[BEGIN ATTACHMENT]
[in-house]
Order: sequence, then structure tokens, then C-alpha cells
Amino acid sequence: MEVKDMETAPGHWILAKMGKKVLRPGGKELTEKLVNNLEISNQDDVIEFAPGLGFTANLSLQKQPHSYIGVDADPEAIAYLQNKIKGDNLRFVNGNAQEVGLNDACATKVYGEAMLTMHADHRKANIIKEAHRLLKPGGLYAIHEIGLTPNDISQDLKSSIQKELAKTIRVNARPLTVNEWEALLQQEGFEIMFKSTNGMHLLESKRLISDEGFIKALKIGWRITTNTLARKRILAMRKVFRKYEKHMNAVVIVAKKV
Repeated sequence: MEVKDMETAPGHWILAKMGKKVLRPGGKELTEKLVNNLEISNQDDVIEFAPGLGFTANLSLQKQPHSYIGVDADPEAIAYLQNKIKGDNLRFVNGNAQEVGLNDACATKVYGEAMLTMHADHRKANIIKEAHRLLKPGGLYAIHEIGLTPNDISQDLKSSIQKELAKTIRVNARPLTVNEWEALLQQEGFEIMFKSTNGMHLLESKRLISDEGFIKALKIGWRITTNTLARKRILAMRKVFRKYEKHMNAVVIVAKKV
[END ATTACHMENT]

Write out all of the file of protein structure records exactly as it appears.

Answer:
[in-house]
Order: sequence, then structure tokens, then C-alpha cells
Amino acid sequence: MEVKDMETAPGHWILAKMGKKVLRPGGKELTEKLVNNLEISNQDDVIEFAPGLGFTANLSLQKQPHSYIGVDADPEAIAYLQNKIKGDNLRFVNGNAQEVGLNDACATKVYGEAMLTMHADHRKANIIKEAHRLLKPGGLYAIHEIGLTPNDISQDLKSSIQKELAKTIRVNARPLTVNEWEALLQQEGFEIMFKSTNGMHLLESKRLISDEGFIKALKIGWRITTNTLARKRILAMRKVFRKYEKHMNAVVIVAKKV
Repeated sequence: MEVKDMETAPGHWILAKMGKKVLRPGGKELTEKLVNNLEISNQDDVIEFAPGLGFTANLSLQKQPHSYIGVDADPEAIAYLQNKIKGDNLRFVNGNAQEVGLNDACATKVYGEAMLTMHADHRKANIIKEAHRLLKPGGLYAIHEIGLTPNDISQDLKSSIQKELAKTIRVNARPLTVNEWEALLQQEGFEIMFKSTNGMHLLESKRLISDEGFIKALKIGWRITTNTLARKRILAMRKVFRKYEKHMNAVVIVAKKV